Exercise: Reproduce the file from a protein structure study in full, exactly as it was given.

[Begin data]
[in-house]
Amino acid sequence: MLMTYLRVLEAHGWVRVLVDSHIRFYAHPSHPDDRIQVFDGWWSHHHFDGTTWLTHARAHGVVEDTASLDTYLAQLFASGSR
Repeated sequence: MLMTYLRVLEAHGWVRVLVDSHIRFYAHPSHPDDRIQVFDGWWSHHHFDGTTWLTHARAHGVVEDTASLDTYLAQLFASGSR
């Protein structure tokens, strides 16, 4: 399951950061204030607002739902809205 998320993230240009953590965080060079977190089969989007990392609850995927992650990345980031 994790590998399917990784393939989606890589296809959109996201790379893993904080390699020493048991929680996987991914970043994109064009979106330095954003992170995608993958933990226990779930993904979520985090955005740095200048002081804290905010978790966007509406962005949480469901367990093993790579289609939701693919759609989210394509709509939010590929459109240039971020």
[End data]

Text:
[in-house]
Amino acid sequence: MLMTYLRVLEAHGWVRVLVDSHIRFYAHPSHPDDRIQVFDGWWSHHHFDGTTWLTHARAHGVVEDTASLDTYLAQLFASGSR
Repeated sequence: MLMTYLRVLEAHGWVRVLVDSHIRFYAHPSHPDDRIQVFDGWWSHHHFDGTTWLTHARAHGVVEDTASLDTYLAQLFASGSR
């Protein structure tokens, strides 16, 4: 399951950061204030607002739902809205 998320993230240009953590965080060079977190089969989007990392609850995927992650990345980031 994790590998399917990784393939989606890589296809959109996201790379893993904080390699020493048991929680996987991914970043994109064009979106330095954003992170995608993958933990226990779930993904979520985090955005740095200048002081804290905010978790966007509406962005949480469901367990093993790579289609939701693919759609989210394509709509939010590929459109240039971020």